The cold never bothered them anyway: How farmers markets' adapt to the winter
Credit: EMILY STEWART
Produce is a plenty at Fanshawe's Farmers' Market. Mavarick Farms stops by every Thursday in F-hallway from 9 a.m. to 4 p.m. to sell studemts fresh food.
Regardless of the season, farmers are busy working all year long, and farmers’ markets have learned to adapt to the winter season.
How do you grow your plants?
The Covent Garden Market is running a Winter Indoor Farmers’ Market for the first time ever from Jan. 16 to March 19, Saturdays from 9 a.m. until 1 p.m. About 12 of the vendors are participating, with about 30 during the outdoor farmers’ market.
“In the past, everybody’s ready to take a few months off, but this year, there was real interest in continuing,” said Christine Sheer, the farmers’ market manager.
She explained they need more farmers than other vendors, such as chocolate and soap businesses, for the “producer-based market”, so she had to make sure they would have enough farmers on board. Sheer said production is about the same for the farmers participating.
“The meat farmers for instance, at the farmers’ market they sell their meat frozen anyway,” she explained.
Sheer said the produce farmer at the Winter Indoor Farmers’ Market sells root vegetables that he keeps in storage, and salad greens that he grows in hoop houses.
She explained the ones taking a break from the market make seasonal food.
“My husband is a farmer, and he grows a wide variety of vegetables, but we don’t have hoop houses, so we don’t have the capacity to do the winter market.”
Sheer said she was nervous about starting the Winter Indoor Farmers’ Market, but calls it a “happy little success story” with returning customers, live music and cooking classes.
Other businesses have also been working around the chilly weather.
Craig Turner has operated Turner’s Farm Market with his wife and family since 1995, and works at the Western Fair Farmers’ Market. He said it’s tough to find and grow good quality produce at reasonable prices in the winter. Turner added much of the produce, especially greens, are imported from California and Florida.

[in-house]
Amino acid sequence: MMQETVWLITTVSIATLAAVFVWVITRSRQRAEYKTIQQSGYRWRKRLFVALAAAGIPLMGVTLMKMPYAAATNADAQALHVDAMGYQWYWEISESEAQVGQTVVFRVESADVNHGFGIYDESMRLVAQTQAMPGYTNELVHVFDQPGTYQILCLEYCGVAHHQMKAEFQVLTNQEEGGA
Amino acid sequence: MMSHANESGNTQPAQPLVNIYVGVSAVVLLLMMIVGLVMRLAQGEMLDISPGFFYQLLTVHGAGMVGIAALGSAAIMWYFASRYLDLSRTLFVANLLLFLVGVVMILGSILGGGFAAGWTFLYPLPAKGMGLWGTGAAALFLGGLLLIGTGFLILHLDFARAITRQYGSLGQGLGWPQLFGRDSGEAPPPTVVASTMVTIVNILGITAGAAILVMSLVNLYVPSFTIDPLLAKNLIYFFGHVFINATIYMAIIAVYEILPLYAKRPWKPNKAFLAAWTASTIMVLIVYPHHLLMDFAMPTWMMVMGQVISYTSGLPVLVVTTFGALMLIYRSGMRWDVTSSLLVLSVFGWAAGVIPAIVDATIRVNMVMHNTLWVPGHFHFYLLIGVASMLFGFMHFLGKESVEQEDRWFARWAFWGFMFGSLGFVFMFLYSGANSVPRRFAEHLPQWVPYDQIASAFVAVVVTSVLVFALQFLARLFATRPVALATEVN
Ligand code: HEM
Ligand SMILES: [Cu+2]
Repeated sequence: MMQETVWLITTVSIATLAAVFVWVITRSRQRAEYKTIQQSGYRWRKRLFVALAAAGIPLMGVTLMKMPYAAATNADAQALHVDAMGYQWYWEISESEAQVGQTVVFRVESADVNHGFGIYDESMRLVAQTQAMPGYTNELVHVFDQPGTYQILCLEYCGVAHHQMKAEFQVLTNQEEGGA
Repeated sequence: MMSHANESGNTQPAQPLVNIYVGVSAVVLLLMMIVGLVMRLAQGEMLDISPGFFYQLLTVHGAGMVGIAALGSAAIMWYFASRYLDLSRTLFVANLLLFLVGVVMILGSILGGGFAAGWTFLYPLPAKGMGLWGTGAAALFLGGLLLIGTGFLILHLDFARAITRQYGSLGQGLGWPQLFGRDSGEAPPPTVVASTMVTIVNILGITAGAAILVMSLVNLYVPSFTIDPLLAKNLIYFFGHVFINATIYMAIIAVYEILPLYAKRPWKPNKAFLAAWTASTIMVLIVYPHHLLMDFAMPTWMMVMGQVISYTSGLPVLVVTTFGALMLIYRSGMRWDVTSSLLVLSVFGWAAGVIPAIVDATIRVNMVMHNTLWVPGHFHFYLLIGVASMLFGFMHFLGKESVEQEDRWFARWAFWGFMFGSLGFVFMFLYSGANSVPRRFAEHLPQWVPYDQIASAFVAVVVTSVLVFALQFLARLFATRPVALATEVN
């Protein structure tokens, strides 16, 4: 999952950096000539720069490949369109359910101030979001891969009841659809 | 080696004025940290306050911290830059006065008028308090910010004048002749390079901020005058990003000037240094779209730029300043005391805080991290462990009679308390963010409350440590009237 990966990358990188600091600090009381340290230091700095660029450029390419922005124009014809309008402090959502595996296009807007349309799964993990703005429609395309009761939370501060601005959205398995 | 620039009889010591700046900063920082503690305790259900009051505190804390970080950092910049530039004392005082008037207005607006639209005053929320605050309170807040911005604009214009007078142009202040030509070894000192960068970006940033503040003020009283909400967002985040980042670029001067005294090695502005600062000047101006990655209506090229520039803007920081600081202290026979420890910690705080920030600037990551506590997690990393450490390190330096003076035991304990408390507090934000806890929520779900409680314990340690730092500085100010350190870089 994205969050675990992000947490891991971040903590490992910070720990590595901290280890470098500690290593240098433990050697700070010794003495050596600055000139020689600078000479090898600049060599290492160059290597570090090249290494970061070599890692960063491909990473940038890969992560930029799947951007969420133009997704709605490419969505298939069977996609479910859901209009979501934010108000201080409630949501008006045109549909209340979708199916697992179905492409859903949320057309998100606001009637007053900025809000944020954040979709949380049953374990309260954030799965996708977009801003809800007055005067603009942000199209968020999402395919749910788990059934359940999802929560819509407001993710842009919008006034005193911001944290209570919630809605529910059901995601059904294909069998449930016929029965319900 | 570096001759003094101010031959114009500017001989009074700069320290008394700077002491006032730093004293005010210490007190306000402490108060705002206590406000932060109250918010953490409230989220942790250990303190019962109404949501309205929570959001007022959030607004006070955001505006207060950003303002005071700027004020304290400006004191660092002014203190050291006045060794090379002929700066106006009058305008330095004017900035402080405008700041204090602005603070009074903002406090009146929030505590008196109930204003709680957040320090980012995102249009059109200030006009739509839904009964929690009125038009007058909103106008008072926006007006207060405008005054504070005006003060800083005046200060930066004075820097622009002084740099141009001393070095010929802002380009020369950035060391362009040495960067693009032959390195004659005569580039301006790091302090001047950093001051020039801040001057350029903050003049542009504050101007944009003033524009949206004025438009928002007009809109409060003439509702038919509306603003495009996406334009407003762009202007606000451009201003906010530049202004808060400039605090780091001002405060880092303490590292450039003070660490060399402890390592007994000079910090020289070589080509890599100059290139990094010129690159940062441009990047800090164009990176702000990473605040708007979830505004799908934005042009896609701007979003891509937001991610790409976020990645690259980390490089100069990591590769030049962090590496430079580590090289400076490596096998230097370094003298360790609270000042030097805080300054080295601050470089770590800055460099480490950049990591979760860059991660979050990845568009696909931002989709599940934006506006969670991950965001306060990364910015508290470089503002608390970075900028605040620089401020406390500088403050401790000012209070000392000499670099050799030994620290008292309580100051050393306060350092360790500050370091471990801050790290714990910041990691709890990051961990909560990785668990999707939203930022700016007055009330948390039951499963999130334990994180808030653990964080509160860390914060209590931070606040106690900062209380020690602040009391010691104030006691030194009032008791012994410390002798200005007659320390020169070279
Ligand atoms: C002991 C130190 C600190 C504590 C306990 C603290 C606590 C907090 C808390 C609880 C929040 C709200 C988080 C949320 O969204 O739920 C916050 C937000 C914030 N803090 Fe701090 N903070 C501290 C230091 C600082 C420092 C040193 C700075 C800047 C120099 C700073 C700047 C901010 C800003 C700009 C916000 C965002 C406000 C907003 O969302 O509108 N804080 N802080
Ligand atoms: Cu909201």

“A lot of products cannot be grown in greenhouses simply because they need bees for pollination,” Turner explained, adding that there needs to be wind for pollination to occur.
He said during the winter, you must think about vegetables that can be grown in greenhouses, such as hydroponic lettuce, turnips, beets and light greens. However, he said the production costs of greenhouse grown fruits and vegetables would not make them ready to be sold at the supermarket.
“We’ve tried to grow strawberries in a greenhouse, and what it would cost us is somewhere around $8 to $10 per quart to produce those,” Turner explained. “To make a reasonable profit on them, you would have to sell them for somewhere between $12 to $15 a quart, and that’s just not what the consumer will pay for a product like that.”
However, he said the flower supplier has talked to him about using strawberry plants to sell the berries at $4 to $5 a quart.
On the other hand, George Maravick, a Leamington Farmer, uses a greenhouse to grow peppers, tomatoes and cucumbers. His farm brings fresh produce to Fanshawe College students and staff. Walking by the tables, there are still fresh, colourful fruits and vegetables that are ready to eat for sale.